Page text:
Second Cause of Action for Wrongful Termination in Violation of Public Policy Plaintiff consented to the dismissal of the claim.
Accordingly, Defendants' motion for summary adjudication is GRANTED as to the Second Cause of Action. C.
Third Cause of Action for Failure to Prevent or Investigate a Violation of FEHA
To establish a claim for failure to prevent harassment or discrimination in violation of FEHA a plaintiff must show that as an employee was (I) subject to discrimination, harassment, or retaliation in the course of employment, (2) the employer failed to take reasonable steps to prevent the discrimination, harassment, or retaliation, and (3) the plaintiff was harmed by the failure to take reasonable preventative steps. Alamo v. Practice Management Infonnation Corp. (2013) 219 Cal.App.4th 466, 480; CACI 2527. Without showing harassment, discrimination, or retaliation the claim must fail. See Trujillo v. Notih County Transit District (1998) 63 Cal.App.4th 280, 289. Defendants argue that as the FEHA discrimination claim fails, so must the claim that CSU failed to prevent or investigate discrimination. As stated above, the FEHA discrimination claim does not fail as a matter oflaw. Accordingly, Defendants' motion for summary adjudication is DENIED as to the Third Cause of Action. D.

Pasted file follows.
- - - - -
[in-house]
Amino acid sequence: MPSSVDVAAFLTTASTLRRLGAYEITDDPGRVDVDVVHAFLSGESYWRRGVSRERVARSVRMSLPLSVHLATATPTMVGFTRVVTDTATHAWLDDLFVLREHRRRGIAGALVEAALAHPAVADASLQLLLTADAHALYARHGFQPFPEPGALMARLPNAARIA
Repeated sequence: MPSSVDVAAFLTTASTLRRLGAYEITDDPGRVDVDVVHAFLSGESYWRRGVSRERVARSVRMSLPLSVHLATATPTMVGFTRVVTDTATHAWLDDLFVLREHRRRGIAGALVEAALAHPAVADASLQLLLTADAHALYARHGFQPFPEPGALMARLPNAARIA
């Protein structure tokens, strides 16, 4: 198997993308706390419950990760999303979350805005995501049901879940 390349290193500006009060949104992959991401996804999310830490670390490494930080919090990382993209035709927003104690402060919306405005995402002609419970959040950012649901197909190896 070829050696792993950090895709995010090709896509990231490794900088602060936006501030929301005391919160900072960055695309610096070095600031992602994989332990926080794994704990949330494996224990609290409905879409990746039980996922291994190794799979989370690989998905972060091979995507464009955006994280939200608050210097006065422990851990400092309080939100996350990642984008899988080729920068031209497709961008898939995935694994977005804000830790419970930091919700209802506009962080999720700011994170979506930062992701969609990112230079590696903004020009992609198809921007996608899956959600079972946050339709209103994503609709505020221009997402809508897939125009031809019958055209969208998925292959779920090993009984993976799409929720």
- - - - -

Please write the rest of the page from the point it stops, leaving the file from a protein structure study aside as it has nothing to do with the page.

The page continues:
Fourth Cause of Action for Free Speech Retaliation in Violation of 42 U.S.C. ยง 1983
"A [section] 1983 claim requires two essential elements: (1) the conduct that harms the plaintiff must be committed under color of state law (i.e., state action), and (2) the conduct must deprive the plaintiff of a constitutional right." Ketchum v. Alameda County (9th Cir. 1987) 811 F.2d 1243, 1245. A claim for free speech retaliation pursuant to 42 U.S.C. ยง 1983 is analyzed under a five-factor test that looks to: "(!)whether the plaintiff spoke on a matter of public concern; (2) whether the plaintiff spoke as a private citizen or public employee; (3) whether the plaintiffs protected speech was a substantial or motivating factor in the adverse employment action; (4) whether the state had an adequate justification for treating the employee differently from other members of the general public; and (5) whether the state would have taken the adverse employment action even absent from the protected speech." Eng v. Cooley (9th Cir. 2009) 552 F.3d I 062, I 070. First, the plaintiff bears the burden of showing that the speech addressed an issue of public concern. See Connick v. Myers (1983) 46.J U.S. 138; Bauer v. Sampson (9th Cir. 6
2001) 261 F.3d 775, 784. "Speech involves a matter of public concern when it can fairly be considered to relate to 'any matter of political, social, 01Âˇ other concern to the community.'" Johnson v. Multnomah County, Or. (9th Cir. 1995) 48 F.3d 420, 422 (9th Cir. 1995) quoting Connick 461 U.S. at 146. But "speech that deals with individual personnel disputes and grievances and that would be of 'no relevance to the public's evaluation of the performance of governmental agencies is generally not of public concern." Coszalter v. City of Salem (9th Cir. 2003) 320 F.3d 968, 973 (9th Cir.2003) (internal quotations omitted). "Whether an employee's speech addresses a matter of public concern must be determined by the content, form, and context of a given statement, as revealed by the whole record." Johnson 48 F.3d at 422 quoting Connick 461 U.S. at 147--48.